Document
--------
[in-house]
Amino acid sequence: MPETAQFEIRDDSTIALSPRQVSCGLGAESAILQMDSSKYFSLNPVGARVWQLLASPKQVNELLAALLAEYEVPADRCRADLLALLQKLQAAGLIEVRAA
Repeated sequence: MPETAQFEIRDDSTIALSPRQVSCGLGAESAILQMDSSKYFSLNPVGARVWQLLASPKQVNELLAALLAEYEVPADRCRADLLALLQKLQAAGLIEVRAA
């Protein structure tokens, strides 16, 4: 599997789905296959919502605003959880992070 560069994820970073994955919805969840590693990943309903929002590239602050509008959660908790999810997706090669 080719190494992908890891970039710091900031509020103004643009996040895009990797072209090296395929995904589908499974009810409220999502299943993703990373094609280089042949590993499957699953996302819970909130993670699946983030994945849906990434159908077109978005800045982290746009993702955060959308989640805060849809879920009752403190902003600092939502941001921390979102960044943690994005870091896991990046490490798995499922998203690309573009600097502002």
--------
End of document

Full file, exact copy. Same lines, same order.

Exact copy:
[in-house]
Amino acid sequence: MPETAQFEIRDDSTIALSPRQVSCGLGAESAILQMDSSKYFSLNPVGARVWQLLASPKQVNELLAALLAEYEVPADRCRADLLALLQKLQAAGLIEVRAA
Repeated sequence: MPETAQFEIRDDSTIALSPRQVSCGLGAESAILQMDSSKYFSLNPVGARVWQLLASPKQVNELLAALLAEYEVPADRCRADLLALLQKLQAAGLIEVRAA
């Protein structure tokens, strides 16, 4: 599997789905296959919502605003959880992070 560069994820970073994955919805969840590693990943309903929002590239602050509008959660908790999810997706090669 080719190494992908890891970039710091900031509020103004643009996040895009990797072209090296395929995904589908499974009810409220999502299943993703990373094609280089042949590993499957699953996302819970909130993670699946983030994945849906990434159908077109978005800045982290746009993702955060959308989640805060849809879920009752403190902003600092939502941001921390979102960044943690994005870091896991990046490490798995499922998203690309573009600097502002």